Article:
Aboard the futuristic flying machine of his own invention, Professor Mabouloff and his team of intercultural explorers set off on yet another impossible expedition to North Pole's vast landscapes. What wonders await the bold adventurers?
The Bourrichon Family is in debt and must go on a journey to escape their creditors. But these creditors are persistent and pursue the family wherever they go, until the family must finally... See full summary »
In this hand-colored short, a magician and his assistant do a series of magic tricks, including making potted plants appear, among others. Melies played the magician, and the actor Manuel played his assistant.
An alchemist owns a pharmacy for the rich. His assistants play a trick on him and put a drug in his medicine, leading to ghostly visions experienced by the alchemist, who goes to a wizard ... See full summary »
Georges Méliès's first attempt at this fairytale was in 1899. That film was extraordinary then for having multiple scenes and a semblance of a narrative; additionally, the use of dissolves as transitions in it influenced other filmmakers for years to do the same. Méliès was the cinema world's preeminent leader then. By 1912, however, that was no longer the case; frankly, as evidenced by this feature, his style had become dated. Moreover, Méliès had begun to adopt techniques from other filmmakers, such as direct cuts instead of dissolves, and there's even a match on action shot during the slipper trying-on scene.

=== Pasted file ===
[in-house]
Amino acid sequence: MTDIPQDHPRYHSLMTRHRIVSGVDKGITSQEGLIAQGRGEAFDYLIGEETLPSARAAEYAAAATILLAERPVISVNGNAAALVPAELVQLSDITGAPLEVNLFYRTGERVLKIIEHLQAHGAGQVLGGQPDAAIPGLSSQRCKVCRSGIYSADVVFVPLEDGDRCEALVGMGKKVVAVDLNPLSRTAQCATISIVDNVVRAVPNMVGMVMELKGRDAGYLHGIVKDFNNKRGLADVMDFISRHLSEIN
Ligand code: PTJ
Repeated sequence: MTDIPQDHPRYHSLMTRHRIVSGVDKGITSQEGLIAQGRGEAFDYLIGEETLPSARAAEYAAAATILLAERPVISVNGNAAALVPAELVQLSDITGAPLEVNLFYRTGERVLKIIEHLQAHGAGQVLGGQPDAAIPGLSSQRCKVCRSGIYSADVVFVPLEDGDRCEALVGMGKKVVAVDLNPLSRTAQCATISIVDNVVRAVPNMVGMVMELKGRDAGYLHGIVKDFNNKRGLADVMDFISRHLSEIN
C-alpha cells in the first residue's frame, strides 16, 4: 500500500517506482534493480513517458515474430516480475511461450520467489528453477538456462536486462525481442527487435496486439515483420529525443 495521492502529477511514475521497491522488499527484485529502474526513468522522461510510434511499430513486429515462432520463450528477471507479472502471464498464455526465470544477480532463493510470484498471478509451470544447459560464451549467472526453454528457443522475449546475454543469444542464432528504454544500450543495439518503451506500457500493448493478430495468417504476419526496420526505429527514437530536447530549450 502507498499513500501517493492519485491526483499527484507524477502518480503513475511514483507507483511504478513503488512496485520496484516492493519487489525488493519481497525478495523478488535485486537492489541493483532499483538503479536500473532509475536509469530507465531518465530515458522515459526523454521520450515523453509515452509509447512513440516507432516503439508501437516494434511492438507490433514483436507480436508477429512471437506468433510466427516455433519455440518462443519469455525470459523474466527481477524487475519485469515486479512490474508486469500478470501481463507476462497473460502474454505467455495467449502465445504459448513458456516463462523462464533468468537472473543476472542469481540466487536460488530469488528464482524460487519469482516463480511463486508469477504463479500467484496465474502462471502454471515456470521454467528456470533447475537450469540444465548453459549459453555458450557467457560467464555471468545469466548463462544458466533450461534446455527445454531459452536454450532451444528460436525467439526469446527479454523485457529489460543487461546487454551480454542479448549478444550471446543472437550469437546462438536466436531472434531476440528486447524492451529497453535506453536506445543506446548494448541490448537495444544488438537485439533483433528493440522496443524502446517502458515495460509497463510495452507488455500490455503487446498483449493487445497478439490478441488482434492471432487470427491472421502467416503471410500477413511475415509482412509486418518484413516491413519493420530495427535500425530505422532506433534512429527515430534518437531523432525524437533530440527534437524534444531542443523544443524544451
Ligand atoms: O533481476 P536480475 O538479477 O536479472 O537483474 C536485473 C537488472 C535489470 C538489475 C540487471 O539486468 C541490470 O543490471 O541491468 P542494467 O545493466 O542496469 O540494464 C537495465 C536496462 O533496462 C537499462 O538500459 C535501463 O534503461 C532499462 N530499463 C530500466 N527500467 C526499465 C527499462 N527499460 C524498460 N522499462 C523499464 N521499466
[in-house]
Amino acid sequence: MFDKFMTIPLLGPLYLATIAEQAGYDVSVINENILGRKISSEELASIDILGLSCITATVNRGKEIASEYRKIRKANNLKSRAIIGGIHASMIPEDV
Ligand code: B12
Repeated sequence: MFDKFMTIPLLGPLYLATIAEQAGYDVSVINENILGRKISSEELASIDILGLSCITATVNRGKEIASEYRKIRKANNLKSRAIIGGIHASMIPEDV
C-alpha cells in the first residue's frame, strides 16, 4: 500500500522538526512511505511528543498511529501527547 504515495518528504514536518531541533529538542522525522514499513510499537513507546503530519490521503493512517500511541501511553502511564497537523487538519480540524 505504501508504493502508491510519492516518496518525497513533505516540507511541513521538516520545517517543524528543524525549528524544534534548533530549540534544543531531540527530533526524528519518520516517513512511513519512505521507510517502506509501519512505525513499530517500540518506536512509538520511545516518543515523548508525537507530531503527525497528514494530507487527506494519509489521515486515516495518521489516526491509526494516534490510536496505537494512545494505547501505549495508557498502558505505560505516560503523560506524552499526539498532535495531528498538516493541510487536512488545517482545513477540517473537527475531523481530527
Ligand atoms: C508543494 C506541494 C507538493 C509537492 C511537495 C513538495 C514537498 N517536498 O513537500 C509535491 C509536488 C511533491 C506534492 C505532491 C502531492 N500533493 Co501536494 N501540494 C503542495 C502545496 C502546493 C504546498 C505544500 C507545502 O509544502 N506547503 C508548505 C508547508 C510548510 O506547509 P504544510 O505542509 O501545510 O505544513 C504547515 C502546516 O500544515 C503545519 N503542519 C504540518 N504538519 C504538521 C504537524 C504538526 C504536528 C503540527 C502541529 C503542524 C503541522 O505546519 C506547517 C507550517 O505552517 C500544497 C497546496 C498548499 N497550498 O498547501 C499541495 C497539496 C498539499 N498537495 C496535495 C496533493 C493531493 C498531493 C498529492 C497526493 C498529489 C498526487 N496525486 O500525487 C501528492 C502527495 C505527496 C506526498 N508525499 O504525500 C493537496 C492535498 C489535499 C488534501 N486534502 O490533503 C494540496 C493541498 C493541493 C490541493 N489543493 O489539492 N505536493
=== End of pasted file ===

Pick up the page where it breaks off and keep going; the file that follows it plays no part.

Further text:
Yet, mostly, despite its short length, this film really drags in pacing. The opening camera placement doesn't change for four minutes. In the late 1890s and early 1900s, Méliès's was advancing the medium largely by imitating theatre, in addition to his cinematic trick effects, but by 1912, other filmmakers had begun and adopted cinematic forms of narrative--best remembered today through the Biograph shorts of D.W. Griffith, but others were doing similar things, too. Méliès's film-making was now backwards.
Another complaint: perhaps, impolite to say, but the Cinderella here isn't even very attractive. Finally, there's a wacky clock nightmare here that can be worth seeing for comparison to that in the 1899 film as well as the one in the 1914 Mary Pickford "Cinderella".
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